PiQ Crashes and Burns. Is ADV Next? [Updated x2]

Apparently trying to diversify from NewType USA was a mistake. Unofficial reports say that the current issue of PiQ is it’s last. So will those of us who still have an outstanding subscription get our money back, or are they going to herd us over to yet another publication.

PiQ had hoped to expand NewType’s subscription base by 10 times by diversifying it’s content.

My guess is that people who would by magazines like that had no incentive to buy PiQ over magazines that already existed that covered the same content, while PiQ’s already existing subscribers who were used to NewType ditched the magazine in droves. I had basically already decided to not renew my subscription when it was up myself, though I wasn’t going to go so far as canceling the subscription I already had.

Perhaps the more alarming news is that the person who made this public also notes that “apparently the parent company is going out of business.”

Now, last time I knew, ADV was PiQ’s parent company, unless there is a corporate layer between ADV and PiQ and that extra layer is what is being folded (assuming that part of the report is correct). ADV has been hurting for a while, and I noticed that my copy of Kanon 5 is already on backorder from RightStuf even though it was just released (though Amazon apparently has it in stock).

I really hope this doesn’t mean that ADV is going down as well. If so, that would mean we would effectively have only 3 major anime distributors left: Funimation, Bandai Entertainment, and Viz.


Apparently a PiQ LLC exists, with offices at the same address as and is itself owned by ADV. Whether the reference to “parent company” just meant PiQ LLC or meant to include ADV, I don’t know, and from the sounds of it, the author of the post doesn’t necessarily know for sure either.

Update II:

The PiQ webpage makes it official:

It’s unfortunate that we’ll never get a chance to see how successful PiQ could have been, but a combination of low advertising revenue, poor business management and a lack of proper marketing and promotion all hamstrung the magazine from the start. We, the editorial/creative/production staff, did the best we could to put together a quality publication, but as we’ve discovered, without a good financial backing, it’s all an exercise in futility.

So basically the reasons for this were:

  1. We tried to re-launch a formerly anime and manga based magazine into an already saturated market, and for some reason no one wanted to buy ads in it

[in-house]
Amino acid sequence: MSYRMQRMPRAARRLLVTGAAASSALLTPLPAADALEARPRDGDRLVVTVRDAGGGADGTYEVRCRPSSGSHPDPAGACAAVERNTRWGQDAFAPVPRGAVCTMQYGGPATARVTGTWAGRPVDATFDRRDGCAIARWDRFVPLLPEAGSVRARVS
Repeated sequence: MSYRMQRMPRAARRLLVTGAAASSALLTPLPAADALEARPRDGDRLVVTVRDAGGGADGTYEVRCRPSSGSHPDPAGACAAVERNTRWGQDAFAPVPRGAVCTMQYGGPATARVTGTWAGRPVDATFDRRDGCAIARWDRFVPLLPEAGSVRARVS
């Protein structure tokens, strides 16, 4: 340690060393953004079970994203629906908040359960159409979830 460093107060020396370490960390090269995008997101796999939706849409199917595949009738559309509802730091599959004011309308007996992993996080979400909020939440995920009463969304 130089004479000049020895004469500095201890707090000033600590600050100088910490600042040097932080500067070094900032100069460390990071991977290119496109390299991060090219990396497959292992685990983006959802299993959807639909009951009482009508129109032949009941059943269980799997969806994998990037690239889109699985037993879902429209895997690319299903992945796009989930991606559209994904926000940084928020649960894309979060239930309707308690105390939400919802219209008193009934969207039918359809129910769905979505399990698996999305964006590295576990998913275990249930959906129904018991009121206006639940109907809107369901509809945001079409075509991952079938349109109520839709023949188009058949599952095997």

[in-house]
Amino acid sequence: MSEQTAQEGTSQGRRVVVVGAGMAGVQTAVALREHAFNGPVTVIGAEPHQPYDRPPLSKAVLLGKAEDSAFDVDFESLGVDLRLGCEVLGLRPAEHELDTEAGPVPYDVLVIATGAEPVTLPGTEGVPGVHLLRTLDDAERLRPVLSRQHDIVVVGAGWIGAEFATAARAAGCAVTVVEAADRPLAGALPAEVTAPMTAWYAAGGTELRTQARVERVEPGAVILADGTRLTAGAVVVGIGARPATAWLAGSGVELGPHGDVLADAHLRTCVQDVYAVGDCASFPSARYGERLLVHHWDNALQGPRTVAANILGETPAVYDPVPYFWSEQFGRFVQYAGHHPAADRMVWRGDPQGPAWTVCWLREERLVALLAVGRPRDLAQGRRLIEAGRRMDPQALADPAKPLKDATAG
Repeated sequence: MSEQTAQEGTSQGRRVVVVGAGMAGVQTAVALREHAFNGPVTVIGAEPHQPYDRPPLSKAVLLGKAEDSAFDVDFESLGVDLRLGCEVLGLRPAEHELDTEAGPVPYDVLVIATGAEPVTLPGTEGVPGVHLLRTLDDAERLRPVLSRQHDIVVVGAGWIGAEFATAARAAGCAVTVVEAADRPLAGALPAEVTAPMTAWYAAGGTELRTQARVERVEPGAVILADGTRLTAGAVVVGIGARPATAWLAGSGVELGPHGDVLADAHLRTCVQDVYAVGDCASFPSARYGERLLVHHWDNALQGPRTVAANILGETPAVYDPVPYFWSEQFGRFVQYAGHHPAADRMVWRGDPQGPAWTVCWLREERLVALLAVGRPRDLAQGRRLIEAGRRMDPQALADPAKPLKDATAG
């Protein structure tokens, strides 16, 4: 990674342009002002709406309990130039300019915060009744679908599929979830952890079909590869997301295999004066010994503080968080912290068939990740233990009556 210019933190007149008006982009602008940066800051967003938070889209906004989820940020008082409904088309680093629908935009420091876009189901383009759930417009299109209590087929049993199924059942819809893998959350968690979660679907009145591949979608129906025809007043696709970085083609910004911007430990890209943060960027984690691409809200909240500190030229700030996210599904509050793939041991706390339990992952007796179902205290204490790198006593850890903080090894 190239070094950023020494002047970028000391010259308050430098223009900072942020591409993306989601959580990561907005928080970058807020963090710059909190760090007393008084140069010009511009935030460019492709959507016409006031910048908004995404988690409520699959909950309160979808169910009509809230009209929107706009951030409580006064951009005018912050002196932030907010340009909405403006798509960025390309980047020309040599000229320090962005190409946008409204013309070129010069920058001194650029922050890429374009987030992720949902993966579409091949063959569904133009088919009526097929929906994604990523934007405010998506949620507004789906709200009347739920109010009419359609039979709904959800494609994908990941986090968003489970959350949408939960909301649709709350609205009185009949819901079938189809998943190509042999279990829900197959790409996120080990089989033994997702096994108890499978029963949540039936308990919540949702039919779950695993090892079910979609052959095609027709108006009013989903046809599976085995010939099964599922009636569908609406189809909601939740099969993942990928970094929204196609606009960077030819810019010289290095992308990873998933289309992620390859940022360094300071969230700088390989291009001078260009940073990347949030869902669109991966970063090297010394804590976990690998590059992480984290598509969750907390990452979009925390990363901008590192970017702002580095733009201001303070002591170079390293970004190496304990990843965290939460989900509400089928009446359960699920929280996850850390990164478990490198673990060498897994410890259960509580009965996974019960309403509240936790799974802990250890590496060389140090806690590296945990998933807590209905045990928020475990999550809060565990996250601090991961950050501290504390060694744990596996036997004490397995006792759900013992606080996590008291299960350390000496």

2. We wasted money
  3. We didn’t advertise ourselves, and
  4. ADV screwed us over

As nckl notes in the comments, I’m not sure I would advertise that you basically drove your magazine into the ground via “poor business management” but oh well. Actually, it kind of sounds like some guy who decided to give ADV the middle finger just as he’s walking out the door to me. The “exercise in futility” especially seems to make it read like that. It’s not just a “we’re going bye-bye” announcement, it’s a “we’re going bye-bye, and these are the reasons why we are but didn’t have to if the people above me weren’t morons.”

Look at it: complaining about poor business management and bad financial backing…those would seem to be targeted at either the people put in charge of PiQ LLC or towards ADV itself – especially the part about financial backing.

As for those of us with subscriptions, they say they will have “more details later.” If they’re just going to refund money, I don’t know why they wouldn’t just say so, which means that we’ll probably eventually get our money back in some sort of round-about way.

13 thoughts on “PiQ Crashes and Burns. Is ADV Next? [Updated x2]

  1. What is (even more) disconcerting to me is the *official* announcement on the PiQ website that states that “poor business management” was one of the reasons for its downfall. I don’t know if that’s something that should be put out there so publicly and matter-of-factly like that. :D

  2. Those reasons you listed all sound logical, but my money would be on #4. And to answer the title of your post…yes.

  3. PiQ was a BAD idea. As you pointed out, they tried to enter an already saturated market and failed miserably. Perhaps they should’ve only dumped the NewType name, but kept the content largely the same (except be much more timely with the business news).

    Ah, but this is ADV. Did they ever have any success outside of the video biz? Toys: dead. Music: DOA. Manga: massive flop. Anime Network: dying. And now, print: dead.

  4. Eventually my final 6 months of my NewType subscription (which turned into a year subscription for PiQ) will run out! lol

  5. Pingback: MangaBlog » Blog Archive » PiQ magazine folds

  6. Has anyone else noticed that the link to the PiQ Mag site for the last issue displays this message now:

    “Sorry, no posts matched your criteria.”

    Kind of makes me thinks that ADV is going to try and play this one like they did NewType. I didn’t know about that one going down till I got the first issue of PiQ instead of my Subscription to NewType USA.

  7. PIQ was a bad idea from the start. It’s sort of like handing a gun hunter a mag. on how to hunt hunt with a bow. Anime people like my self have no real interest in anything but anime and manga. Newtype USA was awesome. They tried to fix something that just was not broke. Any anime fan could have told them that. The sad part is the anime fans are the cause of all this mess. Buy!!! Don’t down load!!!! If you do your a criminal as sure as you stole off the stores shelf.

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